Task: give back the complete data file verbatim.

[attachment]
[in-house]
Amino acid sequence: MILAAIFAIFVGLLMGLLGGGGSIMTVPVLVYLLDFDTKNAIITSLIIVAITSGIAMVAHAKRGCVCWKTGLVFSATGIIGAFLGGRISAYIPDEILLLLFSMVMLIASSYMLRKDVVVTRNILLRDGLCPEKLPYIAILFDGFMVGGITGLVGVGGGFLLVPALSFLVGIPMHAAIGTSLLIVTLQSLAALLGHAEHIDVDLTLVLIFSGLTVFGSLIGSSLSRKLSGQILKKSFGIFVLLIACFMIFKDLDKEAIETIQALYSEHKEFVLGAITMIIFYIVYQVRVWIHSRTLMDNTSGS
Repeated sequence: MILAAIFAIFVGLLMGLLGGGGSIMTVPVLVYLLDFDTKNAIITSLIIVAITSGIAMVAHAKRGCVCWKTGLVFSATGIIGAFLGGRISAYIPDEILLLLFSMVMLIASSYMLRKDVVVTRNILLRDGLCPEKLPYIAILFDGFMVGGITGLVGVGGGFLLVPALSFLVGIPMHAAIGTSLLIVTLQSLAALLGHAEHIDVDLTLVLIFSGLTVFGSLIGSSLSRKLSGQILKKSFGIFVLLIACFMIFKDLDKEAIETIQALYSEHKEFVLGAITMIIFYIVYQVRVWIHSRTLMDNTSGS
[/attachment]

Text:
[in-house]
Amino acid sequence: MILAAIFAIFVGLLMGLLGGGGSIMTVPVLVYLLDFDTKNAIITSLIIVAITSGIAMVAHAKRGCVCWKTGLVFSATGIIGAFLGGRISAYIPDEILLLLFSMVMLIASSYMLRKDVVVTRNILLRDGLCPEKLPYIAILFDGFMVGGITGLVGVGGGFLLVPALSFLVGIPMHAAIGTSLLIVTLQSLAALLGHAEHIDVDLTLVLIFSGLTVFGSLIGSSLSRKLSGQILKKSFGIFVLLIACFMIFKDLDKEAIETIQALYSEHKEFVLGAITMIIFYIVYQVRVWIHSRTLMDNTSGS
Repeated sequence: MILAAIFAIFVGLLMGLLGGGGSIMTVPVLVYLLDFDTKNAIITSLIIVAITSGIAMVAHAKRGCVCWKTGLVFSATGIIGAFLGGRISAYIPDEILLLLFSMVMLIASSYMLRKDVVVTRNILLRDGLCPEKLPYIAILFDGFMVGGITGLVGVGGGFLLVPALSFLVGIPMHAAIGTSLLIVTLQSLAALLGHAEHIDVDLTLVLIFSGLTVFGSLIGSSLSRKLSGQILKKSFGIFVLLIACFMIFKDLDKEAIETIQALYSEHKEFVLGAITMIIFYIVYQVRVWIHSRTLMDNTSGS